The graduate labour market is showing the first signs of slowing down and rising inflation has led to a drop in real wages as employers worry about the effects of a recession.
Institute of Student Employers (ISE) reports that the typical (median) graduate salary is £30,921 – up 1.4% from £30,500 last year; with inflation at 8.6%, graduates have effectively taken a 7.3% pay cut from last year.
Economic pressures are also causing employers to become more cautious with hiring.
ISE’s annual Student Recruitment Survey reports that graduate vacancies will increase 2% over the next year, down from growth of 17% in 2021/22 and 9% the previous year (2020/21). Some employers said that they are experiencing a hiring freeze, or that they are currently unsure of recruitment levels.
Meanwhile vacancies for apprentices continue to grow, but from a lower base rate.
While respondents to the survey reported they would hire around 20,000 graduates over the next year, school leaver recruitment will increase from nearly 5,000 vacancies in 2021/22 to more than 6,000 vacancies this year.
Threat of a recession is the reason the majority of employers gave for reducing recruitment in the coming years.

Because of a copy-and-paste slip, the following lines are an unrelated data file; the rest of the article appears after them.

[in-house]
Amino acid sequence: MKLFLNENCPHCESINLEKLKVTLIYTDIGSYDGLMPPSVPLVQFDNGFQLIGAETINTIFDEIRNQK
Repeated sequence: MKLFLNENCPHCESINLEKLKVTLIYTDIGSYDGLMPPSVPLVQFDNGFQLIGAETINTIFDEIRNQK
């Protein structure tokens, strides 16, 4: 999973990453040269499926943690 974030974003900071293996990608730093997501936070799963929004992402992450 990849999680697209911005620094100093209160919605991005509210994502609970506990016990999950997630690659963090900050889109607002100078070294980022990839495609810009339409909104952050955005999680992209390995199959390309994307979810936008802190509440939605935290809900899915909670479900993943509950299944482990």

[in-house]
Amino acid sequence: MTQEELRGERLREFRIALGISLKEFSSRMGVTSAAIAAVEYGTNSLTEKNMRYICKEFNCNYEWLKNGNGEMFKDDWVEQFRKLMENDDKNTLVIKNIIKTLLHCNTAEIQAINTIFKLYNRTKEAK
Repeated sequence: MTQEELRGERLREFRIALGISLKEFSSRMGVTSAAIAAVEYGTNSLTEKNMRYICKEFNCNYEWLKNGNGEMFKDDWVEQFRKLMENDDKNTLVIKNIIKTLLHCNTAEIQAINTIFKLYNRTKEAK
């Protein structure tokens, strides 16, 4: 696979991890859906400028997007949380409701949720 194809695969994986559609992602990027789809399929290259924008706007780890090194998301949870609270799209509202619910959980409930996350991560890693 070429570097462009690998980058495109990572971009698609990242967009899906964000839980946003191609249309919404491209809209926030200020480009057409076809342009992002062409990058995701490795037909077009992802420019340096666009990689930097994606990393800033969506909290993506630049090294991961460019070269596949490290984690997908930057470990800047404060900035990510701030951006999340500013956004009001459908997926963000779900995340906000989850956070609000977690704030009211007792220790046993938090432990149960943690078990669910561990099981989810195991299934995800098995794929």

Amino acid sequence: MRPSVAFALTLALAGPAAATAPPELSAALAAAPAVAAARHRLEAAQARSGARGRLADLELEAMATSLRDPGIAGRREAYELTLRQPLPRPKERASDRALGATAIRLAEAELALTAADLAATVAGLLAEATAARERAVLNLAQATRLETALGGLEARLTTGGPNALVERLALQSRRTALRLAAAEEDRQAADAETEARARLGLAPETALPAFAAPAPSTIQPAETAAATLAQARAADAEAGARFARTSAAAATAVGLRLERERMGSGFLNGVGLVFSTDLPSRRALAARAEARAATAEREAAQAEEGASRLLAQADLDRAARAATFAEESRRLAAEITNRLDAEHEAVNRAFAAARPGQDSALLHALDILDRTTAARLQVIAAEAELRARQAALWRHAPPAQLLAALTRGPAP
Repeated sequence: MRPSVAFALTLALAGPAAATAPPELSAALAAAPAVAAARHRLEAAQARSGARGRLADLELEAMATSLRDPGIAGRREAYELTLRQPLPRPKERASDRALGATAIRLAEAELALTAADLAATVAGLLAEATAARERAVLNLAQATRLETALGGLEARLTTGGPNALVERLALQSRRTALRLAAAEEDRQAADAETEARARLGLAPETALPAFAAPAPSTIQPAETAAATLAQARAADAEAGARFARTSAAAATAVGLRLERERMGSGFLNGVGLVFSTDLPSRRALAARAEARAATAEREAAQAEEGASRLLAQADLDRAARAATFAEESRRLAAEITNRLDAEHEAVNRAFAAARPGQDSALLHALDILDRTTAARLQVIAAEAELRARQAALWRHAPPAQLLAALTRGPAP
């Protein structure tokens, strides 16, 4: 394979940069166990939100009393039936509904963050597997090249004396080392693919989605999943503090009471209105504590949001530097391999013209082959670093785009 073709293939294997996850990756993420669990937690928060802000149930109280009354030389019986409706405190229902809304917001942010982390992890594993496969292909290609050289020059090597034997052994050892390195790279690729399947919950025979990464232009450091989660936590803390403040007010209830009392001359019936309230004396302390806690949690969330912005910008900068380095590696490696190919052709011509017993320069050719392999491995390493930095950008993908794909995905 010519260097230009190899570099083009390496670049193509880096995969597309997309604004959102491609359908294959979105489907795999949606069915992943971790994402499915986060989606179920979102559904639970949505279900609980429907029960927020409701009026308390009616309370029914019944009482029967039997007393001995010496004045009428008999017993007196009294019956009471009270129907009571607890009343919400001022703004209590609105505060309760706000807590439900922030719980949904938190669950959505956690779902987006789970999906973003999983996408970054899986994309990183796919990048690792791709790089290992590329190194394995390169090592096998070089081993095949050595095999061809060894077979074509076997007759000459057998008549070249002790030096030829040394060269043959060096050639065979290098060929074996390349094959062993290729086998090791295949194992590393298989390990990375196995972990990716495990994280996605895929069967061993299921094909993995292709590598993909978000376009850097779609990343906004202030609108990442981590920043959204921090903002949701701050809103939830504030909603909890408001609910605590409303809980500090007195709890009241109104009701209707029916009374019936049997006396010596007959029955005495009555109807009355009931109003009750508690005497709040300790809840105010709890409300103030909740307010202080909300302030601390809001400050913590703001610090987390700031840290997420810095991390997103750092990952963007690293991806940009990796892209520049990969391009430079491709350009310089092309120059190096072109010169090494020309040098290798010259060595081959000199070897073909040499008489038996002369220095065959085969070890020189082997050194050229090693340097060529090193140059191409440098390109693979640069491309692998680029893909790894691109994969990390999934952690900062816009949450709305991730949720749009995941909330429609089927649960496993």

However, staff shortages in some sectors continue and around one in ten graduate vacancies go unfilled each year. Forty per cent of employers said they are finding it difficult to fill graduate jobs.
A factor contributing to this could be fewer applications compared to this time last year, with on average 62 applications per vacancy in 2021/2022, compared to 91 applications per vacancy in 2020/2021.
Graduates’ reneging on offers is also an issue. This has reached a historical high of 12%, an increase from 7% last year.
Stephen Isherwood, Chief Executive at the ISE said: “Graduate recruiters are cautious in the current economic climate. Many face talent shortages, but our historical data shows that when the economy tightens hiring numbers decline.
“But the majority of graduate programmes are now open for applications and employers are still recruiting more graduates than they did pre-pandemic. Students should remain positive but, they need to apply early. Don’t hang around, things may get tougher as we move through the year.
“We are concerned that due to the current inflation rates in the UK, graduates are experiencing a real wage decrease. Employers tend to prioritise existing workers over new hires when they review salaries, but graduates entering the work place often face higher accommodation and travel costs when they start employment.”